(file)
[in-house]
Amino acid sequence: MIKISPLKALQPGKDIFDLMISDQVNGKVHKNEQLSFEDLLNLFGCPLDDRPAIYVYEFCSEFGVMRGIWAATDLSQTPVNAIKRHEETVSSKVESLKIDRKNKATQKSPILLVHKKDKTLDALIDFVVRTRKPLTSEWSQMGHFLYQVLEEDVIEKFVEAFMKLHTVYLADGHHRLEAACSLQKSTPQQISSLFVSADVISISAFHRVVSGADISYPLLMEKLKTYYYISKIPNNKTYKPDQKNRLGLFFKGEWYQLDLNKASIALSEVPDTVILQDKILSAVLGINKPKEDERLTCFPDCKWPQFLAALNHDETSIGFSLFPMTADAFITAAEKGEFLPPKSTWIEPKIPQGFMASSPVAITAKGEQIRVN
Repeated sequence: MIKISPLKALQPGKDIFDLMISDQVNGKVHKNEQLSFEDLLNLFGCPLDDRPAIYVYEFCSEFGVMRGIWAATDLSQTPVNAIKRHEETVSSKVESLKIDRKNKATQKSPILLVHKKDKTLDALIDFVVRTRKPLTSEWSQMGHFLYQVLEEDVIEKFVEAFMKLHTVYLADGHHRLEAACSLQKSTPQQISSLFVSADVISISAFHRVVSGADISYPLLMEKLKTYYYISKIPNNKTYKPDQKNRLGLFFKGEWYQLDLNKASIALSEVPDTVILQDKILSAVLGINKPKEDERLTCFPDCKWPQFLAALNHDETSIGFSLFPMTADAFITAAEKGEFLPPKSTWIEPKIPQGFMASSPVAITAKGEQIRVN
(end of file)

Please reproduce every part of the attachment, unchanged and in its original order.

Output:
[in-house]
Amino acid sequence: MIKISPLKALQPGKDIFDLMISDQVNGKVHKNEQLSFEDLLNLFGCPLDDRPAIYVYEFCSEFGVMRGIWAATDLSQTPVNAIKRHEETVSSKVESLKIDRKNKATQKSPILLVHKKDKTLDALIDFVVRTRKPLTSEWSQMGHFLYQVLEEDVIEKFVEAFMKLHTVYLADGHHRLEAACSLQKSTPQQISSLFVSADVISISAFHRVVSGADISYPLLMEKLKTYYYISKIPNNKTYKPDQKNRLGLFFKGEWYQLDLNKASIALSEVPDTVILQDKILSAVLGINKPKEDERLTCFPDCKWPQFLAALNHDETSIGFSLFPMTADAFITAAEKGEFLPPKSTWIEPKIPQGFMASSPVAITAKGEQIRVN
Repeated sequence: MIKISPLKALQPGKDIFDLMISDQVNGKVHKNEQLSFEDLLNLFGCPLDDRPAIYVYEFCSEFGVMRGIWAATDLSQTPVNAIKRHEETVSSKVESLKIDRKNKATQKSPILLVHKKDKTLDALIDFVVRTRKPLTSEWSQMGHFLYQVLEEDVIEKFVEAFMKLHTVYLADGHHRLEAACSLQKSTPQQISSLFVSADVISISAFHRVVSGADISYPLLMEKLKTYYYISKIPNNKTYKPDQKNRLGLFFKGEWYQLDLNKASIALSEVPDTVILQDKILSAVLGINKPKEDERLTCFPDCKWPQFLAALNHDETSIGFSLFPMTADAFITAAEKGEFLPPKSTWIEPKIPQGFMASSPVAITAKGEQIRVN